Back in January, Wexford native Walsh came out the right side of a split-decision verdict over his Mayo rival in the 2015 edition of the national championships, and the light-welterweight (64kg) pair renew acquaintances with an additional incentive this evening.
The Irish Amateur Boxing Association (IABA) have opted to host the 2016 championships early to allow time to prepare for next year’s Olympic qualifiers, and the winner of tonight’s rematch will be first in line for the European qualifier in Istanbul next April that offers a passage to the Rio Games.
While such a scheduling decision may appear to be a novel occurrence, there is precedence, as the same approach was adopted in 2003 when that year’s competition was held in the same calendar year as the 2004 tournament ahead of the Athens Olympics.
Tonight’s meeting between Walsh and Moylette will be just the third time that two rivals have met in back-to-back finals during the same year, as Dubliner Paul Hyland defeated Thomas Lee of Oughterard in the 2003-04 flyweight deciders, with Dungiven’s former European pro champion Paul McCloskey also accomplishing the feat at light-welterweight against Dundalk’s Michael Kelly.
Neither Hyland nor McCloskey managed to make it to Athens — current middleweight world champion Andy Lee was Ireland’s only representative at those Games — and Walsh is conscious of making the most of a big opportunity ahead of tonight’s ‘headline’ bout.
“I have a lot to lose — two senior titles and a place at the Olympic trials in April — but so does he. One of our dreams will be broken but it’s not going to be mine, I guarantee that,” said Wexford native Walsh, nephew of former Ireland head coach Billy.
“I don’t take any of my opponents lightly, I know he’s going to want it just as bad as I want it, but I have a win over him and maybe that might play [a part],” continued the 21-year-old on his close-call victory last January.
“He probably thinks I’m going to do the same thing and walk him down but I’ll have a new plan.
“If he wants to get in close, I can adapt to box long and if he wants to move, I can adapt to walk him down and fight him, but from the first to third bell it’s going to be non-stop action.”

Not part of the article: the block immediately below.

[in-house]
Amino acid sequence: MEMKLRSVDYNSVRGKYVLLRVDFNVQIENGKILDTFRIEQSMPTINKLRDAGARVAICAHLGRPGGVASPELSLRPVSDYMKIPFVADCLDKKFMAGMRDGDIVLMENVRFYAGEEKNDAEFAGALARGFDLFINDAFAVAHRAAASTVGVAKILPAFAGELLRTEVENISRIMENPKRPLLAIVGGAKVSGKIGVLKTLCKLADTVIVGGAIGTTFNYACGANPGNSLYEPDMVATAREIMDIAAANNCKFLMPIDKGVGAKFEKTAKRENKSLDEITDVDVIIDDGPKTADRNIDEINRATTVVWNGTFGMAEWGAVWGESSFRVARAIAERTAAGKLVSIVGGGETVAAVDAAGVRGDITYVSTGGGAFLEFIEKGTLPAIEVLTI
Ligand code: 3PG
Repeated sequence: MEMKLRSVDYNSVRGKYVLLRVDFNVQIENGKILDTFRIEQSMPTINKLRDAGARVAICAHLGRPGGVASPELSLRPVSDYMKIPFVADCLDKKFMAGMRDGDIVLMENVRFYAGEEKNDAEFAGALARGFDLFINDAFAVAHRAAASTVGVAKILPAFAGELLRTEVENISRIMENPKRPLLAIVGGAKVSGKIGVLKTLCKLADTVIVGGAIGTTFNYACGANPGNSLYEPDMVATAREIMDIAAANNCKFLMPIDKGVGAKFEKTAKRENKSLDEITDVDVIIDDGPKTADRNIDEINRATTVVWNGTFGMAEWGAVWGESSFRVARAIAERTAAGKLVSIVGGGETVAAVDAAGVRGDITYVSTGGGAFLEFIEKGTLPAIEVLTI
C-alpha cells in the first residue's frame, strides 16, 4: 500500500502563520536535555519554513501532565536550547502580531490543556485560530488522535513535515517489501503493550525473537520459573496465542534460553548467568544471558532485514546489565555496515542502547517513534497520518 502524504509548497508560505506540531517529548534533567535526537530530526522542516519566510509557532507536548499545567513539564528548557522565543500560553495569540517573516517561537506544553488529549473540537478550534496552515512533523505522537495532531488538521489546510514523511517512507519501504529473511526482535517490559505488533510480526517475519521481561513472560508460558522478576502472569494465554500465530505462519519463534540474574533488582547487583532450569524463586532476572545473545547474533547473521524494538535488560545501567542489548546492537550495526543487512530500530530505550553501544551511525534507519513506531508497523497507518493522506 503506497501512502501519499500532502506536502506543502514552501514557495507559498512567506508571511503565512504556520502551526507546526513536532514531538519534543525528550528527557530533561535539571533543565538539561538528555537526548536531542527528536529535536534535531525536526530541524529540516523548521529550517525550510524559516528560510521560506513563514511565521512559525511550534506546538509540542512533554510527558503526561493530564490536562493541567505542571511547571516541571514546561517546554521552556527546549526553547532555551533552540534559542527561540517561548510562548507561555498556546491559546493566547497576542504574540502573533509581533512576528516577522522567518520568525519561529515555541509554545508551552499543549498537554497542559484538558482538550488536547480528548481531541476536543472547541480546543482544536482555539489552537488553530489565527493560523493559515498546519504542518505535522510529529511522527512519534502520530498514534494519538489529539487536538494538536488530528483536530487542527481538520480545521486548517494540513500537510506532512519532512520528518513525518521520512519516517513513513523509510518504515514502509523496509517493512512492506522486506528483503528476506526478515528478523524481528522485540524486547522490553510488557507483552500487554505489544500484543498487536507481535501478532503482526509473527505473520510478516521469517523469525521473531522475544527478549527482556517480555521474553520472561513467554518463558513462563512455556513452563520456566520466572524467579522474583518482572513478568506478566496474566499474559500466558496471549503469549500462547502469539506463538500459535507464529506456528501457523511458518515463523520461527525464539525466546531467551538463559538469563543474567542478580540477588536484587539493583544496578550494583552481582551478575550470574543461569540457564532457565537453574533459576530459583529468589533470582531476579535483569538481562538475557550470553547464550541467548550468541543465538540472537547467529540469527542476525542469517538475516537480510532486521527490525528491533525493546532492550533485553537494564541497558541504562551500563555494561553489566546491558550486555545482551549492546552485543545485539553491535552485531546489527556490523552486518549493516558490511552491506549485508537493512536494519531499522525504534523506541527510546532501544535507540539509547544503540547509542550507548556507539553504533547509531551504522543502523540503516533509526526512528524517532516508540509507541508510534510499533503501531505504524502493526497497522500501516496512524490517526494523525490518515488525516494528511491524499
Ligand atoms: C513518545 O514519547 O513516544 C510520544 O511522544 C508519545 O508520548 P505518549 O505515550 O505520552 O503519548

Walsh also heads into the bout in somewhat unfamiliar circumstances as this has been his first national senior championships without his uncle Billy in his corner.
His father Dónal has manfully filled the role, although the defending champion is unsure as to whether Billy— who is currently on duty in Sheffield in his new role as USA Boxing’s women’s coach — may make a late appearance.
Nonetheless, the European bronze medallist is happy to continue a family tradition, particularly after the passing of his grandfather, Liam, last year.
“They’re close bonds,” said the St Josephs/Ibars club man. “I’ve had Billy, my granda [Liam] and my dad in the corner so only having one now is a bit tough, but it’s good having your father there, especially when you’re winning titles.” The man standing in Walsh’s way of a hat-trick of consecutive senior titles is Moylette, who was unlucky to be the loser of a ‘pick-em’ fight between the pair earlier this year.
The Westport native’s star has dimmed since his European title win back in 2011, but having set up his own gym in his hometown and revived his passion for boxing, he has shown signs of his old self.
The 25-year-old was in inspirational form when beating his long-time rival Ross Hickey in the 2015 semi-final, and some felt that he may have peaked too soon in advance of his first battle with Walsh.
More recently, Moylette scraped past Athlone’s Wayne Kelly in their semi-final last weekend, while Walsh was forced to slug it out against James Cleary of Galway’s Olympic club.
Both men managed to book a rematch, but Moylette insists he is not out to “right a wrong” after losing their first encounter.
“Not really, I’m not worried about that,” insisted the St Annes club man. “He [Walsh] is just another obstacle in my way and what happened before is gone, I’ve learnt from it, I’ve improved from it.
“As close as it was then — a split decision that could have went any way — to be the champion you have to take it from the champion,” continued Moylette. “When it’s close, maybe the champion does deserve to get it. It’s a rematch this time but it’ll be a different result.” If it lives up to the billing, it should be a battle of champions.